In 2005 Daptone film and music producer, Michael Reilly took a trip down south with the intention of filming a documentary about local musicians. A fortunate turn of events lead him and his small film crew to Como, Mississippi where he met trio, The Como Mamas (Ester Mae Wilbourn, Angelia Taylor, and Della Daniels), some of the strongest voices in gospel music today.
It was nearly a year later before he would return to Como. The three women remained skeptical that anyone wanted to hear an album of them singing a cappella gospel. Despite their doubts, they graciously agreed to record the songs they grew up singing, in the very building in which they grew up singing them, Mt. Mariah Church.
Mt. Mariah is a humble wood structure built in the early 1900s. Surrounding the small church is a cemetery in which several of the singers’ relatives are buried. Notably, Della and Angelia’s grandfather Miles Pratcher lies there, a guitar player, songwriter, and entertainer. He often played music on the porch with fiddlers and other guitar players including the great Mississippi Fred McDowell. Della and Ester remember when famed folklorist Alan Lomax visited their house in 1959 to record some of these porch sessions. It was on this same journey through Panola County that Lomax first learned of Otha Turner and the fife and drum music, which he would later come to consider his greatest discovery.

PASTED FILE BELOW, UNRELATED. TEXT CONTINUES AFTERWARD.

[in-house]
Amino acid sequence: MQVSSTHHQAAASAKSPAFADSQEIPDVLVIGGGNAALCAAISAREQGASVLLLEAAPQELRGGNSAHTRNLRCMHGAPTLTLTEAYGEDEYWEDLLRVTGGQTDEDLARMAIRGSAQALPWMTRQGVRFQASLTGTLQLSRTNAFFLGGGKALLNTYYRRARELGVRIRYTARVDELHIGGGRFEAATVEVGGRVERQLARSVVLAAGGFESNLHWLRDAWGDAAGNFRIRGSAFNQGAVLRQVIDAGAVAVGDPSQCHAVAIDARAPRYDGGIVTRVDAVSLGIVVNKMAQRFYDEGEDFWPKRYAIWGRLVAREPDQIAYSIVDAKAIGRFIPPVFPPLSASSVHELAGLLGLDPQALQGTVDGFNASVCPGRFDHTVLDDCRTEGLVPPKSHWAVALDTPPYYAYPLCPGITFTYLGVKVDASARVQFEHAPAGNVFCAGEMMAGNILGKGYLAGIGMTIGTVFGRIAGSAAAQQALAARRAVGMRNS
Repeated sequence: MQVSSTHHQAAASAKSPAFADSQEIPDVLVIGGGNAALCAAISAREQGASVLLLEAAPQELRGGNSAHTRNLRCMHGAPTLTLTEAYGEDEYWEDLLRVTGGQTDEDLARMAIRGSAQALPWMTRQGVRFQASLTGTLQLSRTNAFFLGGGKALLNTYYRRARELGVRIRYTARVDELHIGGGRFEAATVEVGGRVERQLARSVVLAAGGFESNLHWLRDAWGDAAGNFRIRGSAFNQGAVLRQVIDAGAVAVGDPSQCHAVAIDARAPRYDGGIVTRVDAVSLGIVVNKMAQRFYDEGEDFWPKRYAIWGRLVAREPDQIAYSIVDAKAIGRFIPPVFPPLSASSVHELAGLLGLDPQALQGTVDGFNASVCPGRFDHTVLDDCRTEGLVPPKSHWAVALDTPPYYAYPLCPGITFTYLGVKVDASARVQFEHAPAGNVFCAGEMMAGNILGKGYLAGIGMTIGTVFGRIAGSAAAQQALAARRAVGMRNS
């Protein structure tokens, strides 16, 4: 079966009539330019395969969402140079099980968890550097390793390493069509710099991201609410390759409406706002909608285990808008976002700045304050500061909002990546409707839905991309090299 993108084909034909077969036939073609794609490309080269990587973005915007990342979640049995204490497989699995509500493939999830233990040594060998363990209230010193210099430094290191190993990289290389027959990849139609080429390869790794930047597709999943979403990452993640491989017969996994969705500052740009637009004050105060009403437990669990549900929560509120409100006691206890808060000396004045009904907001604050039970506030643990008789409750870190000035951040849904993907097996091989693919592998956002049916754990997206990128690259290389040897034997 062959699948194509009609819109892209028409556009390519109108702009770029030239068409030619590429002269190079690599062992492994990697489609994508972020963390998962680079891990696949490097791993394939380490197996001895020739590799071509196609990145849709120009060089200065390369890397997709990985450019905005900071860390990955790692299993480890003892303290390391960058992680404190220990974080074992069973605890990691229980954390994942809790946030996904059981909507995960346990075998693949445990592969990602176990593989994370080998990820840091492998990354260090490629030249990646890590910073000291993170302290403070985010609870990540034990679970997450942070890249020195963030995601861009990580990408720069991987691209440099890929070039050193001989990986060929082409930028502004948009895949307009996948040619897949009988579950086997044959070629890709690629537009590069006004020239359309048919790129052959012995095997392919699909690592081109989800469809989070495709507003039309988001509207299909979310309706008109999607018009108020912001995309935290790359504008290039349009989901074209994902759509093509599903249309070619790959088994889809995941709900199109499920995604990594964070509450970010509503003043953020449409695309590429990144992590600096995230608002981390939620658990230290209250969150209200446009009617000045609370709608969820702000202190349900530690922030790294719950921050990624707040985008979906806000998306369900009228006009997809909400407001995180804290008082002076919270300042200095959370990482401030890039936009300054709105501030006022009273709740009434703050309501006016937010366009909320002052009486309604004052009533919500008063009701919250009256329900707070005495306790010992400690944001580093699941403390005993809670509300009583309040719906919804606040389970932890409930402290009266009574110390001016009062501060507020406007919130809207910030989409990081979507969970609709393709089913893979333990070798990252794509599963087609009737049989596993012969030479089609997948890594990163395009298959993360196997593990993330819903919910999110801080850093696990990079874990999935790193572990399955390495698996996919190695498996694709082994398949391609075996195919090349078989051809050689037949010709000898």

Ester Mae Wilbourn leads the Como Mamas on most of this record with her powerful, raspy voice. She is a bottomless well of spirituality and has a unique instrument that many in Como consider anointed by God. Life has never really eased up on her so she puts the whole weight of her struggle into her singing and preaching. Someday she hopes to have her own permanent ministry at a church in Como. She suspects she would be the first woman in Panola County to do so.
Angelia Taylor is the youngest of the three Mamas. She lives next door to her sister, Della on Highway 310, which runs east/west through Como. She has a deep, soothing round voice that fills out the Mamas’ tone.
Della Daniels is a fiercely independent energetic woman who in addition to singing in the group has also taken on the role of bandleader. She is ambitious and has always wanted to sing in a big way. At eighteen years old, she wrote a song conveying her heart broken story of love lost and sent it off to Nashville. Her pain doubled when an invitation to record in Nashville returned and her mother forbade her to go, fearing that a young country girl would be taken advantage of.
Della, Ester, and Angelia believe whole-heartedly that these songs have the power to help and inspire people in their everyday lives.
The Como Mamas are part of the Music Maker Relief Foundation, a non-profit founded to preserve American musical traditions by directly supporting the musicians who make it, ensuring their voices will not be silenced by poverty and time.
Music Maker gives future generations access to their heritage through documentation and performance programs that build knowledge and appreciation of America’s musical traditions.